At 9 am the following morning, Miss Kitt showed up at breakfast, five hours before show time, wearing a silky turban, long fluffy false eyelashes, a face gilded with makeup and a colorful kimono—a far cry from the undecorated woman we’d met at the ferry docks the evening before. Wide eyes turned toward her as she swept into the dining room, holding herself like a queen, flirting with maitre D as he seated her. Once fortified with breakfast, she made her way down to the Grand Hotel’s tea garden stage to do an official sound check with the members of her trio. As my husband and I finished our breakfast, we could hear Miss Kitt warming up her voice with a song or two. Then she put the band through their paces, going over parts of a song again and again. Next, word trickled up to us that Miss Kitt required a lounge chair and a tuxedoed waiter to serve her champagne for an improvised bit during her show. My husband scurried to procure them. Miss Kitt was exacting and specific. She knew precisely what she needed and wanted. After all, as she had declared, “you have to prepare yourself for what you want to do.”
An hour prior to her 2 o’clock performance, Miss Kitt retired to her dressing area. No visitors allowed: she needed space and silence. Again, this was all part of her preparation ritual.
At 2 o’clock, I sat eager and breathless in the front row, ready to see the final iteration of Miss Kitt. The emcee hushed the audience and spoke: “Ladies and gentlemen, Miss Eartha Kitt”
With upraised arms, Miss Kitt swept out of the wings, swathed in a dramatic, long cloak held aloft by a small, scurrying assistant. The assistant whipped off the cloak with a swoosh, revealing Eartha Kitt, Big E, Big K in all her gloriousness: Hair perfectly coiffed, nails long and red, heels glittery and high, stretch velvet gown slit up to there and revealing a very toned leg. She growled. And then she did a backbend that brought the back of her head almost perpendicular to the ground. The crowd gasped!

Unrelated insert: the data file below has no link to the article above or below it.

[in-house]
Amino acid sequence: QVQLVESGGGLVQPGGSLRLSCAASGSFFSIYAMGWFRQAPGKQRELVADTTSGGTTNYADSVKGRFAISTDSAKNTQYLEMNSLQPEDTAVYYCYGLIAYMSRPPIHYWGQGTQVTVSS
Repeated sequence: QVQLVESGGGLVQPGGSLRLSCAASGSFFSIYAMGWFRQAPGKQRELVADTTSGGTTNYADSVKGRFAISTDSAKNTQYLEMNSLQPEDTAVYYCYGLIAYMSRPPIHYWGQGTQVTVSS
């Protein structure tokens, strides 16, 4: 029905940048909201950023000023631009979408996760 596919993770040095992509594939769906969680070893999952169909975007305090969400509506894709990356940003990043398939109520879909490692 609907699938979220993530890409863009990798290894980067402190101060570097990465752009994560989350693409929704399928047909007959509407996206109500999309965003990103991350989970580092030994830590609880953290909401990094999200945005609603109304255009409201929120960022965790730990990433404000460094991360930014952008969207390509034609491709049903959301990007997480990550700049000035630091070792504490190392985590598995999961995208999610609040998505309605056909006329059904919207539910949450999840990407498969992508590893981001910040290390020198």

For two hours, Miss Kitt sang, kicked up to her nose, teased grown men enough to make them blush, made us laugh until we cried, made us cry until we laughed, and otherwise showed us how to take the stage (and an audience) prisoner. As I watched Miss Kitt in full fiery performance, I thought of the silent, unadorned, reserved woman I had met the night before at the ferry dock. In less than 24 hours, she had done whatever it took to bring herself to full performance power. Relying on a lifetime of training and preparation—countless dance and yoga classes, vocal and dance warm-ups, attention to nutrition, costume, makeup, song choices, hours of rehearsal– Miss Kitt had helped transform herself into the stunning, incandescent performer who had me hanging on her every word and gesture. And she had done so even though– and especially because—as she’d put it, “It’s HELL being Eartha Kitt at 2 o’clock in the afternoon.”
And here’s the kicker. We– the audience that stood to give her an ovation at the end of her remarkable show– never had a clue that Miss Kitt had just been diagnosed with the cancer that would eventually take her life. I have no doubt that the years of training, combined with the steps she took to be thoroughly prepared, allowed her to rise above her medical condition, and give a performance that knocked our socks off. If Miss Eartha Kitt was (and in my heart still is) not a poster child for why training and preparation matter, then I don’t know who is.